“When a person thinks of Bradley Wilson, he or she immediately thinks ‘journalism.’ He loves it, he lives it, he uses it as a life teaching tool,” said Mary Inglis, SIPA Endowment co-chair. “His vision is far-reaching, and his practical teaching is solid. He is one of journalism’s present-day giants.”

Wilson said he has devoted himself to teaching journalism because he appreciates helping students decide what part they want to play in the world through scholastic media.

“It’s an exciting time,” said Wilson, “and being there when that light bulb goes off, when they realize how they can contribute to society both by being producers of high-quality media and by being educated consumers of the media is very rewarding.”

While getting his doctorate in Public Administration at North Carolina State University in Raleigh, North Carolina, Wilson researched local government and media agenda setting.

“It’s amazing how little we know about local media and the influences local media outlets have on local government,” said Wilson.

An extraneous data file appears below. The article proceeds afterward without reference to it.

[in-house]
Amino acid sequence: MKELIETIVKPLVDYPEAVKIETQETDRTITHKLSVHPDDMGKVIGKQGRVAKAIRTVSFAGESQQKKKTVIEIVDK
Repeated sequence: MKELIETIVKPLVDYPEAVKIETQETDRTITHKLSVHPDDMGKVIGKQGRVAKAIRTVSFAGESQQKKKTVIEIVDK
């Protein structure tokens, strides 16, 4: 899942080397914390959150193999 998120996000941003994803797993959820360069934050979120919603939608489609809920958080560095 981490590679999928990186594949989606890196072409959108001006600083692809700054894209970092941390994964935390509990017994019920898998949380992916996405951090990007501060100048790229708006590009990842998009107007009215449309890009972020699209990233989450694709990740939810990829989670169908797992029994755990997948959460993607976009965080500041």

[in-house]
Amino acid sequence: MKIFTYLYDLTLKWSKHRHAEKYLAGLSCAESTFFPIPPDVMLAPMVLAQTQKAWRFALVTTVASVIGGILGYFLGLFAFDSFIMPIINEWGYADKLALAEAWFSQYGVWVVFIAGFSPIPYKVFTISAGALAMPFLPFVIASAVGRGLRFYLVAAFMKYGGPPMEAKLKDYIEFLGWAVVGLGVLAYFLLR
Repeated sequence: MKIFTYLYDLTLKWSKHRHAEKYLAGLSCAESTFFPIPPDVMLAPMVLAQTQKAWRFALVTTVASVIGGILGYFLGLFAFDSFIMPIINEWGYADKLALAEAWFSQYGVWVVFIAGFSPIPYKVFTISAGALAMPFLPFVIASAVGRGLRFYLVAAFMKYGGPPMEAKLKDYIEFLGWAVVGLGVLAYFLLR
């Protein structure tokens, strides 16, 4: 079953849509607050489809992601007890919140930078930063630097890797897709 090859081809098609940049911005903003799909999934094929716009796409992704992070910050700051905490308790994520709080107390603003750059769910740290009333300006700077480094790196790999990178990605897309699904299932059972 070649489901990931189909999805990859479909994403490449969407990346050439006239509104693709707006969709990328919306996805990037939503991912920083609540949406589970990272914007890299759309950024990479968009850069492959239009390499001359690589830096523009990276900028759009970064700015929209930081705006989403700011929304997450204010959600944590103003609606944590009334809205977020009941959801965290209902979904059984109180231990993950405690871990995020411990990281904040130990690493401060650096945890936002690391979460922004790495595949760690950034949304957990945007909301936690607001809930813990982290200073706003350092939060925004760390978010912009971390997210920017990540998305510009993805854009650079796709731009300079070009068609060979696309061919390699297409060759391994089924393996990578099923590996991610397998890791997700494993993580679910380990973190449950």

From his research he learned how powerful the media can be, even on a local scale.

“Really, even the smallest of tweets under the right circumstances can make people aware of all the good things their elected and appointed officials are doing — or if they’re doing something not-so-good,” Wilson said. “And if reporters don’t keep an eye on bureaucrats and politicians – even school board members and school administrators –, who will?”

with val and chris_028Although Wilson has supported organizations like SIPA for years to improve the quality of scholastic media, he finds it more important now than ever before.